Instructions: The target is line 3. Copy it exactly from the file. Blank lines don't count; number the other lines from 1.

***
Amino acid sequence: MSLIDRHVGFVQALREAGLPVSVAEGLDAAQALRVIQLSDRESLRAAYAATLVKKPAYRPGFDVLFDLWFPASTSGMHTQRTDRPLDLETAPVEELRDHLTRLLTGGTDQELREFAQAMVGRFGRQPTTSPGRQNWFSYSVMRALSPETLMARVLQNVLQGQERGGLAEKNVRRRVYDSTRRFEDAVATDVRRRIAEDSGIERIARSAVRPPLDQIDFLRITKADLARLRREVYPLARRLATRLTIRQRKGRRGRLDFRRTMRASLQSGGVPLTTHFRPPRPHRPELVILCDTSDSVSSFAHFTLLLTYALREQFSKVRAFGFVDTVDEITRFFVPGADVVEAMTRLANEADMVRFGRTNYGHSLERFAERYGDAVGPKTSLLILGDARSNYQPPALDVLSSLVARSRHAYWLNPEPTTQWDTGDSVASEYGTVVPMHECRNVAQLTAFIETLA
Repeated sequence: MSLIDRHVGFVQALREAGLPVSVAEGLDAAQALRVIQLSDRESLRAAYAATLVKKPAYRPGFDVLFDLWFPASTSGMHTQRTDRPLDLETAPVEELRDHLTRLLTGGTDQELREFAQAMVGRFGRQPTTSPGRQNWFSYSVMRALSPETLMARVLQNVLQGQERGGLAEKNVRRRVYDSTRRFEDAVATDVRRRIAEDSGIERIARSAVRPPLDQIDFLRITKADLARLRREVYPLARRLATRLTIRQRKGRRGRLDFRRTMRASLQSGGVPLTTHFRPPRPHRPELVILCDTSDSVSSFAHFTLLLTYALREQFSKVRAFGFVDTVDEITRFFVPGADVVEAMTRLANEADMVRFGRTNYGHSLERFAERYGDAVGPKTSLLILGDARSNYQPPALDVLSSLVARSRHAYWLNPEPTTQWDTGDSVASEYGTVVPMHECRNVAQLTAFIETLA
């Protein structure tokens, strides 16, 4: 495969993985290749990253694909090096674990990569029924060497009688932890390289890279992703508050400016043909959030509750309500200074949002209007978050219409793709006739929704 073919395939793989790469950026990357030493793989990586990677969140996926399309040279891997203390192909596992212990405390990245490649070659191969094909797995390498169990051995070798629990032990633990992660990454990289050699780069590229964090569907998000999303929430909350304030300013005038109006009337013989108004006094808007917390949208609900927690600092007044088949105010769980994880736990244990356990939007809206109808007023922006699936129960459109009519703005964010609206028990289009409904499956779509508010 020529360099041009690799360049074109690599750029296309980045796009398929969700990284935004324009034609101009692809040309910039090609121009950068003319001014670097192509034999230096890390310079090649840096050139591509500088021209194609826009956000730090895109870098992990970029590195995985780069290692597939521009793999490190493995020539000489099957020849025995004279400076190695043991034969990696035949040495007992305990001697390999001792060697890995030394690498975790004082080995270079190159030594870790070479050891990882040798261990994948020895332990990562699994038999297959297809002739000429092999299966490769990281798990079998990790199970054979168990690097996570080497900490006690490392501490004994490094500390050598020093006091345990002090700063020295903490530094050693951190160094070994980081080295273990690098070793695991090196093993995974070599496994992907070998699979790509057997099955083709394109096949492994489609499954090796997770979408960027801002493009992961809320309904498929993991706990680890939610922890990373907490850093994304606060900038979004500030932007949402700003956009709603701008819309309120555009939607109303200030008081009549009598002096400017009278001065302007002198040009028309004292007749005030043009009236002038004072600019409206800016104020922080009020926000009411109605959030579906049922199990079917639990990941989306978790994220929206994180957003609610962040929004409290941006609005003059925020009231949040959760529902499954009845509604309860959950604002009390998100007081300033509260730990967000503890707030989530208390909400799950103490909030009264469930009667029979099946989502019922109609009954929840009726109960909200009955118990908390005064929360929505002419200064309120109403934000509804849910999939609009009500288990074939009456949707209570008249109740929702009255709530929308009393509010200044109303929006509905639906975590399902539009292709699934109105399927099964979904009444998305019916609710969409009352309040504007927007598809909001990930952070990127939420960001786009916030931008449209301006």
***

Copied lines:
């Protein structure tokens, strides 16, 4: 495969993985290749990253694909090096674990990569029924060497009688932890390289890279992703508050400016043909959030509750309500200074949002209007978050219409793709006739929704 073919395939793989790469950026990357030493793989990586990677969140996926399309040279891997203390192909596992212990405390990245490649070659191969094909797995390498169990051995070798629990032990633990992660990454990289050699780069590229964090569907998000999303929430909350304030300013005038109006009337013989108004006094808007917390949208609900927690600092007044088949105010769980994880736990244990356990939007809206109808007023922006699936129960459109009519703005964010609206028990289009409904499956779509508010 020529360099041009690799360049074109690599750029296309980045796009398929969700990284935004324009034609101009692809040309910039090609121009950068003319001014670097192509034999230096890390310079090649840096050139591509500088021209194609826009956000730090895109870098992990970029590195995985780069290692597939521009793999490190493995020539000489099957020849025995004279400076190695043991034969990696035949040495007992305990001697390999001792060697890995030394690498975790004082080995270079190159030594870790070479050891990882040798261990994948020895332990990562699994038999297959297809002739000429092999299966490769990281798990079998990790199970054979168990690097996570080497900490006690490392501490004994490094500390050598020093006091345990002090700063020295903490530094050693951190160094070994980081080295273990690098070793695991090196093993995974070599496994992907070998699979790509057997099955083709394109096949492994489609499954090796997770979408960027801002493009992961809320309904498929993991706990680890939610922890990373907490850093994304606060900038979004500030932007949402700003956009709603701008819309309120555009939607109303200030008081009549009598002096400017009278001065302007002198040009028309004292007749005030043009009236002038004072600019409206800016104020922080009020926000009411109605959030579906049922199990079917639990990941989306978790994220929206994180957003609610962040929004409290941006609005003059925020009231949040959760529902499954009845509604309860959950604002009390998100007081300033509260730990967000503890707030989530208390909400799950103490909030009264469930009667029979099946989502019922109609009954929840009726109960909200009955118990908390005064929360929505002419200064309120109403934000509804849910999939609009009500288990074939009456949707209570008249109740929702009255709530929308009393509010200044109303929006509905639906975590399902539009292709699934109105399927099964979904009444998305019916609710969409009352309040504007927007598809909001990930952070990127939420960001786009916030931008449209301006």